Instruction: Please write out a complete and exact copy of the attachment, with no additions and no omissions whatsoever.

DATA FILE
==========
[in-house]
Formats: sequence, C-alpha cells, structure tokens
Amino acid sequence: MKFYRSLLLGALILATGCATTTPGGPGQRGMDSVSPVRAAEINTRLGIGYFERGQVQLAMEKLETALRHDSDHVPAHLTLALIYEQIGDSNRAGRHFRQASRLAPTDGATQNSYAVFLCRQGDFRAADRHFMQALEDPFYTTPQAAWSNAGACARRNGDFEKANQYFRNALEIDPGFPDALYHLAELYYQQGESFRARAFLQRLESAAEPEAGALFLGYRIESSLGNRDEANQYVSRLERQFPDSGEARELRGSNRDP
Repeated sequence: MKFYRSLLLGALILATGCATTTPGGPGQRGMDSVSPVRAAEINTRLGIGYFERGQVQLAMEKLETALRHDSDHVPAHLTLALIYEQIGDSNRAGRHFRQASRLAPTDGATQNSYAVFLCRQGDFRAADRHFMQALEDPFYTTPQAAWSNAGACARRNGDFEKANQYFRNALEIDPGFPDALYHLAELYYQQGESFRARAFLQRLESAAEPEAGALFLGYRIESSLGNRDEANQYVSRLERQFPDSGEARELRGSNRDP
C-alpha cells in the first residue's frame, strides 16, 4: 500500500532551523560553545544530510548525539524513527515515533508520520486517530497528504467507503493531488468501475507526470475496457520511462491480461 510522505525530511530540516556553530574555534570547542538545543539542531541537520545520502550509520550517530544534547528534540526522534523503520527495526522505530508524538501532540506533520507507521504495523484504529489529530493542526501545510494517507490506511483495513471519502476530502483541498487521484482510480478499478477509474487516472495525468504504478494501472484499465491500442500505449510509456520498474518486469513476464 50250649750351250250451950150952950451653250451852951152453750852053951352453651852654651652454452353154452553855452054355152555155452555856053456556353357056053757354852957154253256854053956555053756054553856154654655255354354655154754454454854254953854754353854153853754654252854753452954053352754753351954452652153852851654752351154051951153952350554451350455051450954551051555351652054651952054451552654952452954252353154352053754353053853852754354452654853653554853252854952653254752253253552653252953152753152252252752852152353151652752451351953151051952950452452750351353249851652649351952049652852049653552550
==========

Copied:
[in-house]
Formats: sequence, C-alpha cells, structure tokens
Amino acid sequence: MKFYRSLLLGALILATGCATTTPGGPGQRGMDSVSPVRAAEINTRLGIGYFERGQVQLAMEKLETALRHDSDHVPAHLTLALIYEQIGDSNRAGRHFRQASRLAPTDGATQNSYAVFLCRQGDFRAADRHFMQALEDPFYTTPQAAWSNAGACARRNGDFEKANQYFRNALEIDPGFPDALYHLAELYYQQGESFRARAFLQRLESAAEPEAGALFLGYRIESSLGNRDEANQYVSRLERQFPDSGEARELRGSNRDP
Repeated sequence: MKFYRSLLLGALILATGCATTTPGGPGQRGMDSVSPVRAAEINTRLGIGYFERGQVQLAMEKLETALRHDSDHVPAHLTLALIYEQIGDSNRAGRHFRQASRLAPTDGATQNSYAVFLCRQGDFRAADRHFMQALEDPFYTTPQAAWSNAGACARRNGDFEKANQYFRNALEIDPGFPDALYHLAELYYQQGESFRARAFLQRLESAAEPEAGALFLGYRIESSLGNRDEANQYVSRLERQFPDSGEARELRGSNRDP
C-alpha cells in the first residue's frame, strides 16, 4: 500500500532551523560553545544530510548525539524513527515515533508520520486517530497528504467507503493531488468501475507526470475496457520511462491480461 510522505525530511530540516556553530574555534570547542538545543539542531541537520545520502550509520550517530544534547528534540526522534523503520527495526522505530508524538501532540506533520507507521504495523484504529489529530493542526501545510494517507490506511483495513471519502476530502483541498487521484482510480478499478477509474487516472495525468504504478494501472484499465491500442500505449510509456520498474518486469513476464 50250649750351250250451950150952950451653250451852951152453750852053951352453651852654651652454452353154452553855452054355152555155452555856053456556353357056053757354852957154253256854053956555053756054553856154654655255354354655154754454454854254953854754353854153853754654252854753452954053352754753351954452652153852851654752351154051951153952350554451350455051450954551051555351652054651952054451552654952452954252353154352053754353053853852754354452654853653554853252854952653254752253253552653252953152753152252252752852152353151652752451351953151051952950452452750351353249851652649351952049652852049653552550